“I remember when Jackson let me walk him for the first time. I am pretty sure I just sat here and cried,” says Emma.
Finding Healing Through Volunteering
Amy, a dog kennel captain who has been volunteering at Evanston Animal Shelter since 2016, was drawn to volunteer after surviving cancer. “I asked myself big questions like, ‘Why am I here? What’s my purpose?’ I really found that purpose here at Evanston Animal Shelter. This place gives me sanity. It’s my break from the crazy world out there. Because I know that when a dog comes through these doors, they’re going to get consistent meals, a warm bed, and they’re going to get loved on by us. What could be better than that?”
For Kate, Evanston Animal Shelter gave her an opportunity to heal after suffering a tragic loss. “A couple months after I graduated from college, my boyfriend passed away unexpectedly. On top of that, I had just moved to Evanston and was just a few weeks away from starting graduate school. I didn’t know how I was going to get through it. I cried until my eyes bled.”
After her roommate’s friend brought her new puppy over to their apartment, Kate realized how much joy being around dogs brought her. “I quickly researched local animal shelters that I could give my time to, and that’s how I discovered Evanston Animal Shelter.”
While being around dogs helped Kate immensely, there was one particular task that she credits for helping her cope with her grief: cleaning the kennels, which includes ensuring that every dog has a clean blanket to sleep on and a Nylabone to relieve stress. “There is something so therapeutic about it. To know that I was the one who helped make a dog feel safe and at home in their kennel after coming back from their evening walk was so moving to me.”
Evanston Animal Shelter is also where Kate met Melvin, her mini Australian Shepherd mix. “He’s just the best dog. I can’t even put into words how much I love him. My experience as a volunteer at Evanston Animal Shelter legitimately changed my life.”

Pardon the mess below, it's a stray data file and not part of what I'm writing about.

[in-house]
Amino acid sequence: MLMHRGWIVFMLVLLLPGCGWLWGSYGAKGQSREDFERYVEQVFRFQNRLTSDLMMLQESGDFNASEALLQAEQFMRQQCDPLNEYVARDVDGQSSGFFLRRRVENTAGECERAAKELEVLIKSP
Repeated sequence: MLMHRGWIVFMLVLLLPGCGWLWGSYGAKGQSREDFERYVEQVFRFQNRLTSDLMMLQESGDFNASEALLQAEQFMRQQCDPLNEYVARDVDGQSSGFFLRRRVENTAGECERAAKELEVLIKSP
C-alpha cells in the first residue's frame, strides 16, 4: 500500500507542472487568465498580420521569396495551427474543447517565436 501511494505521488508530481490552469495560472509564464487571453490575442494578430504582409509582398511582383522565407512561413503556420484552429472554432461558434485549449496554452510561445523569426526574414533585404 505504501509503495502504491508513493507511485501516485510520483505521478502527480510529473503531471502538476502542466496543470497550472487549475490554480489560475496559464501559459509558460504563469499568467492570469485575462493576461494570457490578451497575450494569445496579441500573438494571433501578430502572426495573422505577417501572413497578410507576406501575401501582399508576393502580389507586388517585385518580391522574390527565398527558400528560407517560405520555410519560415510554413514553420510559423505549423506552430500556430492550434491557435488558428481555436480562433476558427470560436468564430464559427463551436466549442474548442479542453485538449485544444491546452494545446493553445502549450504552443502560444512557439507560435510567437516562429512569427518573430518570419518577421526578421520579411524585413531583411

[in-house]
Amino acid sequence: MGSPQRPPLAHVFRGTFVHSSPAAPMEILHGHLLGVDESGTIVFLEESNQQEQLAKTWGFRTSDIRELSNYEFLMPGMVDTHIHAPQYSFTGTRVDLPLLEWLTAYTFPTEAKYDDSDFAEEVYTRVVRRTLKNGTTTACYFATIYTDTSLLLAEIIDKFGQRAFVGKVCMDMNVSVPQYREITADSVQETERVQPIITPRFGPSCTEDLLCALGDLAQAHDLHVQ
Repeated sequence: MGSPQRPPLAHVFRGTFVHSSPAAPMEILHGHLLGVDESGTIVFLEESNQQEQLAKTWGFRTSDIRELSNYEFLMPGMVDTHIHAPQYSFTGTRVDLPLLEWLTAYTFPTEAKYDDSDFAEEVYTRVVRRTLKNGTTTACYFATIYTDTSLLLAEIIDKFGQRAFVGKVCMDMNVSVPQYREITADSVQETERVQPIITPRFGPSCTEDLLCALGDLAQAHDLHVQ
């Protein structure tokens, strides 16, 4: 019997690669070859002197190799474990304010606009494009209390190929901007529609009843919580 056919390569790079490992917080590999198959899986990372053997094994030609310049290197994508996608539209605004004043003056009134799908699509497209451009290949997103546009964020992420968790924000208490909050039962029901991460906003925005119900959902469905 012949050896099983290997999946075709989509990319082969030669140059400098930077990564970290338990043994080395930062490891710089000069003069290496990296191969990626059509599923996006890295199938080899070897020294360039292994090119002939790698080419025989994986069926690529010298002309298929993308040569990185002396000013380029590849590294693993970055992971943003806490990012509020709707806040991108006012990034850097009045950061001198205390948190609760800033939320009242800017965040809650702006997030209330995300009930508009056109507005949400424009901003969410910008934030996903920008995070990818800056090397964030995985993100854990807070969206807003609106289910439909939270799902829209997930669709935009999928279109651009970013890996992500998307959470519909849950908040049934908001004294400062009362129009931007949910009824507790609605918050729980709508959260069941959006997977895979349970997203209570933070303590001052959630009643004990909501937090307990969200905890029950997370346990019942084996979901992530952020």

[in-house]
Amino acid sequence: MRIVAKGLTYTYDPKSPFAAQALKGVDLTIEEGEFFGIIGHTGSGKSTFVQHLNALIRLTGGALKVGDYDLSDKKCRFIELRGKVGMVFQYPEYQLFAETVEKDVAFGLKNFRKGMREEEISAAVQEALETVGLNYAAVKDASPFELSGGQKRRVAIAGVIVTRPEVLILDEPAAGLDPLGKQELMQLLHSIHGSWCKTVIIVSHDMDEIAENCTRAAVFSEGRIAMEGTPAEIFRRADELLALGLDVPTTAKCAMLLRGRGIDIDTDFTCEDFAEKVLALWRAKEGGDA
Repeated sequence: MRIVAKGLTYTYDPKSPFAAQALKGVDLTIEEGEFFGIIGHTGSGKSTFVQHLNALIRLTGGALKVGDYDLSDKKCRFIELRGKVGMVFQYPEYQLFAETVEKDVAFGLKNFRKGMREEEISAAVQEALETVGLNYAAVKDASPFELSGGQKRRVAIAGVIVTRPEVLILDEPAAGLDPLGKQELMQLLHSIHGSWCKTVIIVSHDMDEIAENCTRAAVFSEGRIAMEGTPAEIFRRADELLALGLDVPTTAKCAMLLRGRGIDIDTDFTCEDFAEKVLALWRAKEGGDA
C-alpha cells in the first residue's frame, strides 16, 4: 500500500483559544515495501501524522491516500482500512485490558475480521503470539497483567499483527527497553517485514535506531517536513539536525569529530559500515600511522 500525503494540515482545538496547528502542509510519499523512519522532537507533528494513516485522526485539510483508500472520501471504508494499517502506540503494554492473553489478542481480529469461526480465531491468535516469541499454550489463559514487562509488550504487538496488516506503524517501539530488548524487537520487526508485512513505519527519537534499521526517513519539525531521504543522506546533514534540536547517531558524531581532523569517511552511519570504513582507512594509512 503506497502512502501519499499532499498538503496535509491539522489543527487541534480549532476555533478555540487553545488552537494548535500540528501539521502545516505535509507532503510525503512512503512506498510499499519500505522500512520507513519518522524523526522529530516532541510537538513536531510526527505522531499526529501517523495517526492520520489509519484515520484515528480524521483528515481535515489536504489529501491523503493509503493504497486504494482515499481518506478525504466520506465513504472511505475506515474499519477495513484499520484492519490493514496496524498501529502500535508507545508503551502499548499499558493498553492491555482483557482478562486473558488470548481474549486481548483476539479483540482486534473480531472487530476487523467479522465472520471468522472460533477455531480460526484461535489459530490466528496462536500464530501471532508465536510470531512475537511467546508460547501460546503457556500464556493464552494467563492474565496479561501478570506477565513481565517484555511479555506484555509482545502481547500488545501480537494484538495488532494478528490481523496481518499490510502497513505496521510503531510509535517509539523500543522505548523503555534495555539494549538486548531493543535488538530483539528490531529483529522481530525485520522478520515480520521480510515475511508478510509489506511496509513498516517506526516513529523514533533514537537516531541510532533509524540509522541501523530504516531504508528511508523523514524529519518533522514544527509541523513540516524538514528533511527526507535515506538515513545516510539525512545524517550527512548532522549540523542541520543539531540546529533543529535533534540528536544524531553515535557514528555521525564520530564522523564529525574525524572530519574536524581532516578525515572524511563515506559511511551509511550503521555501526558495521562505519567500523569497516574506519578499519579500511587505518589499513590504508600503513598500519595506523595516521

Serving the Community
Even after their shifts come to an end, Evanston Animal Shelter’s staff and volunteers are always thinking about ways to help animals and the people who love them in their greater communities.
After coming home from work one evening this past August, Branden, a longtime cat volunteer, noticed a strange smell and clouds of smoke billowing from a neighboring apartment’s window. “My stomach dropped, and a rush of instincts set in as they usually do when switched to fight or flight,” he recalls.
Branden called the Evanston fire department and contacted the shelter when he realized that there were four animals trapped inside the burning apartment. Firefighters rescued and supplied oxygen to the pets and emergency veterinarians treated them for smoke inhalation.
Thanks to Branden’s quick thinking and Evanston Animal Shelter’s custodial program, two dogs were cared for by shelter staff until their owner was settled into a new home, and their medical bills were completely covered. Between 2016-2018, Evanston Animal Shelter helped the families of 34 animals through their custodial program.
Combating Compassion Fatigue
With so much happening at the shelter at all times, it can be easy to experience burnout. Nancy, the shelter’s feline director and adoption counselor, combats compassion fatigue by dedicating one day a week to herself. “I try to do something fun or just shut off my phone for a little bit. This work is constant, but I remind myself that I can’t do everything all the time,” she says. But even though working in animal welfare can be demanding, she says she hopes that people realize that it’s not depressing. “It’s anything but. You’re the one who gets to be a part of their second chance.”